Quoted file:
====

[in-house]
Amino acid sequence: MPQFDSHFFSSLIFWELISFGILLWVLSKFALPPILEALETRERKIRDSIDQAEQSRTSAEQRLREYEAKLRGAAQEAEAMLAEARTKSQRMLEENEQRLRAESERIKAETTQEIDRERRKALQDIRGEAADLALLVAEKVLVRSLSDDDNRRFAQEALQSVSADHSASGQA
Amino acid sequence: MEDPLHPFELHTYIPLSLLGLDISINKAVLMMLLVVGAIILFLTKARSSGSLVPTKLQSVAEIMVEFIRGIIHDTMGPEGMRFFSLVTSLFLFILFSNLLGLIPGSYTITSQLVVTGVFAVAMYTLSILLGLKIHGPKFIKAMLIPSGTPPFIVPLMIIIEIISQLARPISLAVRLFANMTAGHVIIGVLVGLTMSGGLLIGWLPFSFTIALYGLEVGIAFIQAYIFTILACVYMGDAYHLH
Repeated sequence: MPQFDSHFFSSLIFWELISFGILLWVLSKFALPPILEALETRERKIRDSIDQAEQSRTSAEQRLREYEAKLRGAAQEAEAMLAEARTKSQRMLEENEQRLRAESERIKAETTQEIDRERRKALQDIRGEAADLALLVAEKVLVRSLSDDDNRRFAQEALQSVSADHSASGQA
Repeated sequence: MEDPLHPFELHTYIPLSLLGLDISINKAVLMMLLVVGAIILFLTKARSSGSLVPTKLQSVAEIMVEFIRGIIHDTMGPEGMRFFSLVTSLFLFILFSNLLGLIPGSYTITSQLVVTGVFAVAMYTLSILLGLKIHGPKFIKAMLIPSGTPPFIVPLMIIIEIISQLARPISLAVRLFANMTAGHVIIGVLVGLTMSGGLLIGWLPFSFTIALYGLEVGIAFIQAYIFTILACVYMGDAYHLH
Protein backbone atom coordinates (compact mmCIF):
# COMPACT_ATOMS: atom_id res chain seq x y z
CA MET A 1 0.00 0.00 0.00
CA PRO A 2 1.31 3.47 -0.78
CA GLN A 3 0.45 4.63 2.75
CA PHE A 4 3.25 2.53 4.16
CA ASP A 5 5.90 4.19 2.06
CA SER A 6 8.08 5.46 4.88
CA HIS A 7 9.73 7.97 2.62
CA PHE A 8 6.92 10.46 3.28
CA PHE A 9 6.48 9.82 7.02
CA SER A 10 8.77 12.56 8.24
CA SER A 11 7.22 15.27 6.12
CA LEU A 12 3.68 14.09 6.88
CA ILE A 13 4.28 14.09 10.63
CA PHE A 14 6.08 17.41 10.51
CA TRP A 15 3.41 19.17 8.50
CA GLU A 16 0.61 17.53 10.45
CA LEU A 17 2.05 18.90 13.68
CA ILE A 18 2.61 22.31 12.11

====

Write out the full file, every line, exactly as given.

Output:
[in-house]
Amino acid sequence: MPQFDSHFFSSLIFWELISFGILLWVLSKFALPPILEALETRERKIRDSIDQAEQSRTSAEQRLREYEAKLRGAAQEAEAMLAEARTKSQRMLEENEQRLRAESERIKAETTQEIDRERRKALQDIRGEAADLALLVAEKVLVRSLSDDDNRRFAQEALQSVSADHSASGQA
Amino acid sequence: MEDPLHPFELHTYIPLSLLGLDISINKAVLMMLLVVGAIILFLTKARSSGSLVPTKLQSVAEIMVEFIRGIIHDTMGPEGMRFFSLVTSLFLFILFSNLLGLIPGSYTITSQLVVTGVFAVAMYTLSILLGLKIHGPKFIKAMLIPSGTPPFIVPLMIIIEIISQLARPISLAVRLFANMTAGHVIIGVLVGLTMSGGLLIGWLPFSFTIALYGLEVGIAFIQAYIFTILACVYMGDAYHLH
Repeated sequence: MPQFDSHFFSSLIFWELISFGILLWVLSKFALPPILEALETRERKIRDSIDQAEQSRTSAEQRLREYEAKLRGAAQEAEAMLAEARTKSQRMLEENEQRLRAESERIKAETTQEIDRERRKALQDIRGEAADLALLVAEKVLVRSLSDDDNRRFAQEALQSVSADHSASGQA
Repeated sequence: MEDPLHPFELHTYIPLSLLGLDISINKAVLMMLLVVGAIILFLTKARSSGSLVPTKLQSVAEIMVEFIRGIIHDTMGPEGMRFFSLVTSLFLFILFSNLLGLIPGSYTITSQLVVTGVFAVAMYTLSILLGLKIHGPKFIKAMLIPSGTPPFIVPLMIIIEIISQLARPISLAVRLFANMTAGHVIIGVLVGLTMSGGLLIGWLPFSFTIALYGLEVGIAFIQAYIFTILACVYMGDAYHLH
Protein backbone atom coordinates (compact mmCIF):
# COMPACT_ATOMS: atom_id res chain seq x y z
CA MET A 1 0.00 0.00 0.00
CA PRO A 2 1.31 3.47 -0.78
CA GLN A 3 0.45 4.63 2.75
CA PHE A 4 3.25 2.53 4.16
CA ASP A 5 5.90 4.19 2.06
CA SER A 6 8.08 5.46 4.88
CA HIS A 7 9.73 7.97 2.62
CA PHE A 8 6.92 10.46 3.28
CA PHE A 9 6.48 9.82 7.02
CA SER A 10 8.77 12.56 8.24
CA SER A 11 7.22 15.27 6.12
CA LEU A 12 3.68 14.09 6.88
CA ILE A 13 4.28 14.09 10.63
CA PHE A 14 6.08 17.41 10.51
CA TRP A 15 3.41 19.17 8.50
CA GLU A 16 0.61 17.53 10.45
CA LEU A 17 2.05 18.90 13.68
CA ILE A 18 2.61 22.31 12.11